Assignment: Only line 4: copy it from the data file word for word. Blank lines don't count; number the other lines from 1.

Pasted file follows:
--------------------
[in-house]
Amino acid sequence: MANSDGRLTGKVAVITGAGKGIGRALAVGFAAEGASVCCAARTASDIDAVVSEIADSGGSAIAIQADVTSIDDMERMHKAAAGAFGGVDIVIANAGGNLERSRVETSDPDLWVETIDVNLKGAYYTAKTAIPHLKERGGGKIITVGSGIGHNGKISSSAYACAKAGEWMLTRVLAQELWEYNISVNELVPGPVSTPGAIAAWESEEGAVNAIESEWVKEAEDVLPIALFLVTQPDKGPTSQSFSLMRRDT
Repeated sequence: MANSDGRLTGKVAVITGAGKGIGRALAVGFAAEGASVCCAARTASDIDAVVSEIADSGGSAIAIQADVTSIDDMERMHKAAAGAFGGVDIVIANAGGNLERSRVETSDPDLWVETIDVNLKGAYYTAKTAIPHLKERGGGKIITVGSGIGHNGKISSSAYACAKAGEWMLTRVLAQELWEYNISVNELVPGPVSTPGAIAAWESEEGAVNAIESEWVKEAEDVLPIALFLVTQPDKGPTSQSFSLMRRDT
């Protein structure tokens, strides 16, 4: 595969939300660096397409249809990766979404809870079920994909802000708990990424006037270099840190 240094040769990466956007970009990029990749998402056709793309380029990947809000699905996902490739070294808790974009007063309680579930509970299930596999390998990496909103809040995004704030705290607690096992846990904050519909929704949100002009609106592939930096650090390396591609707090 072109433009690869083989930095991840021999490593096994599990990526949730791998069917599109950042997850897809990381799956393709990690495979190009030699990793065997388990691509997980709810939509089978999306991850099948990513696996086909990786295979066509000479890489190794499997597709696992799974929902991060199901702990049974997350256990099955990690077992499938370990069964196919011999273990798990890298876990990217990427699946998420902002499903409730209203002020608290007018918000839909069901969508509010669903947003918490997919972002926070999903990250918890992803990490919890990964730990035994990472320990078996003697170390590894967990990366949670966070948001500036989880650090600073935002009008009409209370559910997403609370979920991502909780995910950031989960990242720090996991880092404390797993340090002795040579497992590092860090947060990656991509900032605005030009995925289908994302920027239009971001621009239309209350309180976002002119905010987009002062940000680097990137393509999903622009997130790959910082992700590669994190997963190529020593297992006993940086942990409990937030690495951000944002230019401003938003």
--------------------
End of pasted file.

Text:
């Protein structure tokens, strides 16, 4: 595969939300660096397409249809990766979404809870079920994909802000708990990424006037270099840190 240094040769990466956007970009990029990749998402056709793309380029990947809000699905996902490739070294808790974009007063309680579930509970299930596999390998990496909103809040995004704030705290607690096992846990904050519909929704949100002009609106592939930096650090390396591609707090 072109433009690869083989930095991840021999490593096994599990990526949730791998069917599109950042997850897809990381799956393709990690495979190009030699990793065997388990691509997980709810939509089978999306991850099948990513696996086909990786295979066509000479890489190794499997597709696992799974929902991060199901702990049974997350256990099955990690077992499938370990069964196919011999273990798990890298876990990217990427699946998420902002499903409730209203002020608290007018918000839909069901969508509010669903947003918490997919972002926070999903990250918890992803990490919890990964730990035994990472320990078996003697170390590894967990990366949670966070948001500036989880650090600073935002009008009409209370559910997403609370979920991502909780995910950031989960990242720090996991880092404390797993340090002795040579497992590092860090947060990656991509900032605005030009995925289908994302920027239009971001621009239309209350309180976002002119905010987009002062940000680097990137393509999903622009997130790959910082992700590669994190997963190529020593297992006993940086942990409990937030690495951000944002230019401003938003």